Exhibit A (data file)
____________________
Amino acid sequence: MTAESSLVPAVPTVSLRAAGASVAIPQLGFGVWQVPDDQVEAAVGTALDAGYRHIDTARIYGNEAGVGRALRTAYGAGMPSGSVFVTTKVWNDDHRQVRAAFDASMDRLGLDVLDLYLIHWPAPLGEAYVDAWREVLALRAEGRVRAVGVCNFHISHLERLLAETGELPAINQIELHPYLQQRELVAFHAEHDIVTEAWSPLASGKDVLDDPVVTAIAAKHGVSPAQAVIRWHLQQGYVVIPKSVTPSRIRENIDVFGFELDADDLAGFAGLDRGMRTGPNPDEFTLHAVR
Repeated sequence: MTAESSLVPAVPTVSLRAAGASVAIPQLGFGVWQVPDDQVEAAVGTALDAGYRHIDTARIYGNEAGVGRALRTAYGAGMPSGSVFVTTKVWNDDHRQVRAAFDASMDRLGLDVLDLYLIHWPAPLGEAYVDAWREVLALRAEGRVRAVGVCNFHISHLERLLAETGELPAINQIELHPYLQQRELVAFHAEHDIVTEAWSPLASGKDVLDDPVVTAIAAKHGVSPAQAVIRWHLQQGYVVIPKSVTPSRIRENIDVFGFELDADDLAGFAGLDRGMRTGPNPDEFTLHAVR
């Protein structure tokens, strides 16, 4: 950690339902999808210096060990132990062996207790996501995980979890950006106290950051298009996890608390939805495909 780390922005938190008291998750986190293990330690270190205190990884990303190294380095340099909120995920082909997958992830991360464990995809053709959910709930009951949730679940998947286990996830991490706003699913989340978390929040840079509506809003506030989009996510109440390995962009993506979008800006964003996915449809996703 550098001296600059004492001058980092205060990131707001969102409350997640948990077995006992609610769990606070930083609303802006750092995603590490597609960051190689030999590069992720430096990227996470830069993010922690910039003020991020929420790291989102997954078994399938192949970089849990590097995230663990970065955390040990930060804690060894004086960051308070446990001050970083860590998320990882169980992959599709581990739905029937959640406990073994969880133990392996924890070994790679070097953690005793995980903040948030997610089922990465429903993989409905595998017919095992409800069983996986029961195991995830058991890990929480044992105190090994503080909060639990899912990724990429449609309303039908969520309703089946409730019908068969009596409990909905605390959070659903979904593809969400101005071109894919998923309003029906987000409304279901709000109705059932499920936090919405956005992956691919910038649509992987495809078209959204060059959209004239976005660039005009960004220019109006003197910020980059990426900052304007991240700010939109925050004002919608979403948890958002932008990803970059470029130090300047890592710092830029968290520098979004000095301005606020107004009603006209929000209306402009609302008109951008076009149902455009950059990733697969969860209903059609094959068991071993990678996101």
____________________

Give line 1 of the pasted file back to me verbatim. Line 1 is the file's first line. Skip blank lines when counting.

Amino acid sequence: MTAESSLVPAVPTVSLRAAGASVAIPQLGFGVWQVPDDQVEAAVGTALDAGYRHIDTARIYGNEAGVGRALRTAYGAGMPSGSVFVTTKVWNDDHRQVRAAFDASMDRLGLDVLDLYLIHWPAPLGEAYVDAWREVLALRAEGRVRAVGVCNFHISHLERLLAETGELPAINQIELHPYLQQRELVAFHAEHDIVTEAWSPLASGKDVLDDPVVTAIAAKHGVSPAQAVIRWHLQQGYVVIPKSVTPSRIRENIDVFGFELDADDLAGFAGLDRGMRTGPNPDEFTLHAVR